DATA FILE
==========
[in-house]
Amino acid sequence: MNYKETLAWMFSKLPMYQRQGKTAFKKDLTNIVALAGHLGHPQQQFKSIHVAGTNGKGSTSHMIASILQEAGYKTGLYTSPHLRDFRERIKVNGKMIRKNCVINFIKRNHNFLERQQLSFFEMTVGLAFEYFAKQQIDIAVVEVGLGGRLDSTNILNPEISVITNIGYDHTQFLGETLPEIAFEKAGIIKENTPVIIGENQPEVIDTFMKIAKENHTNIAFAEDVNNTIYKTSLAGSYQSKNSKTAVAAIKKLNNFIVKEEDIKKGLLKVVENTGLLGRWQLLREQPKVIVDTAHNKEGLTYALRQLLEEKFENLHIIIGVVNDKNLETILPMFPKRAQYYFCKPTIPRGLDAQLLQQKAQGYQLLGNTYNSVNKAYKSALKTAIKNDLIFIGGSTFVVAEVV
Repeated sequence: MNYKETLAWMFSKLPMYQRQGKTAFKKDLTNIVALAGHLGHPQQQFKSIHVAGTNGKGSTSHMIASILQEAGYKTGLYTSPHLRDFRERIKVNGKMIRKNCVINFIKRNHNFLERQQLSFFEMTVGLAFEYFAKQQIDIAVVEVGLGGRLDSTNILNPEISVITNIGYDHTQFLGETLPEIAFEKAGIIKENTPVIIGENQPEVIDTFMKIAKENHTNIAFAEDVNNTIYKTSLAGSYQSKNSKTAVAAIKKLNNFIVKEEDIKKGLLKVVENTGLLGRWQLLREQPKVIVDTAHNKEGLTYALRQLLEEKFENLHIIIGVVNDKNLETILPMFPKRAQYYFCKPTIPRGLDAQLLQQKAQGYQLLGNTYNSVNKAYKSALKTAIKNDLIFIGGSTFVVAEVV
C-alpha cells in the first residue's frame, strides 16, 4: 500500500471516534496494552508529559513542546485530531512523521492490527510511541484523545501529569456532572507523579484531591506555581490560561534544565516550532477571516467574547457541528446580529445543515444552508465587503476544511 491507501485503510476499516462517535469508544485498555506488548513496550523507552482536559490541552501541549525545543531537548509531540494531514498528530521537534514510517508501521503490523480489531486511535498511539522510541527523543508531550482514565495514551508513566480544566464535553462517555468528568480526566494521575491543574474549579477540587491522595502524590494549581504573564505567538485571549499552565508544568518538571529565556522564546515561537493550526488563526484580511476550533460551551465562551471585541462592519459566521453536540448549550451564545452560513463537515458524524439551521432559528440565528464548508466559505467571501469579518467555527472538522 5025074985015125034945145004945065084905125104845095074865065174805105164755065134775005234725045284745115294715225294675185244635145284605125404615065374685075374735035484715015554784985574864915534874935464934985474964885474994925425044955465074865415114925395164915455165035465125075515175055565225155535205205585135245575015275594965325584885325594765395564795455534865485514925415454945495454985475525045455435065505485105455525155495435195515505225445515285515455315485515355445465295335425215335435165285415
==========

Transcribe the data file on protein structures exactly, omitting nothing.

[in-house]
Amino acid sequence: MNYKETLAWMFSKLPMYQRQGKTAFKKDLTNIVALAGHLGHPQQQFKSIHVAGTNGKGSTSHMIASILQEAGYKTGLYTSPHLRDFRERIKVNGKMIRKNCVINFIKRNHNFLERQQLSFFEMTVGLAFEYFAKQQIDIAVVEVGLGGRLDSTNILNPEISVITNIGYDHTQFLGETLPEIAFEKAGIIKENTPVIIGENQPEVIDTFMKIAKENHTNIAFAEDVNNTIYKTSLAGSYQSKNSKTAVAAIKKLNNFIVKEEDIKKGLLKVVENTGLLGRWQLLREQPKVIVDTAHNKEGLTYALRQLLEEKFENLHIIIGVVNDKNLETILPMFPKRAQYYFCKPTIPRGLDAQLLQQKAQGYQLLGNTYNSVNKAYKSALKTAIKNDLIFIGGSTFVVAEVV
Repeated sequence: MNYKETLAWMFSKLPMYQRQGKTAFKKDLTNIVALAGHLGHPQQQFKSIHVAGTNGKGSTSHMIASILQEAGYKTGLYTSPHLRDFRERIKVNGKMIRKNCVINFIKRNHNFLERQQLSFFEMTVGLAFEYFAKQQIDIAVVEVGLGGRLDSTNILNPEISVITNIGYDHTQFLGETLPEIAFEKAGIIKENTPVIIGENQPEVIDTFMKIAKENHTNIAFAEDVNNTIYKTSLAGSYQSKNSKTAVAAIKKLNNFIVKEEDIKKGLLKVVENTGLLGRWQLLREQPKVIVDTAHNKEGLTYALRQLLEEKFENLHIIIGVVNDKNLETILPMFPKRAQYYFCKPTIPRGLDAQLLQQKAQGYQLLGNTYNSVNKAYKSALKTAIKNDLIFIGGSTFVVAEVV
C-alpha cells in the first residue's frame, strides 16, 4: 500500500471516534496494552508529559513542546485530531512523521492490527510511541484523545501529569456532572507523579484531591506555581490560561534544565516550532477571516467574547457541528446580529445543515444552508465587503476544511 491507501485503510476499516462517535469508544485498555506488548513496550523507552482536559490541552501541549525545543531537548509531540494531514498528530521537534514510517508501521503490523480489531486511535498511539522510541527523543508531550482514565495514551508513566480544566464535553462517555468528568480526566494521575491543574474549579477540587491522595502524590494549581504573564505567538485571549499552565508544568518538571529565556522564546515561537493550526488563526484580511476550533460551551465562551471585541462592519459566521453536540448549550451564545452560513463537515458524524439551521432559528440565528464548508466559505467571501469579518467555527472538522 5025074985015125034945145004945065084905125104845095074865065174805105164755065134775005234725045284745115294715225294675185244635145284605125404615065374685075374735035484715015554784985574864915534874935464934985474964885474994925425044955465074865415114925395164915455165035465125075515175055565225155535205205585135245575015275594965325584885325594765395564795455534865485514925415454945495454985475525045455435065505485105455525155495435195515505225445515285515455315485515355445465295335425215335435165285415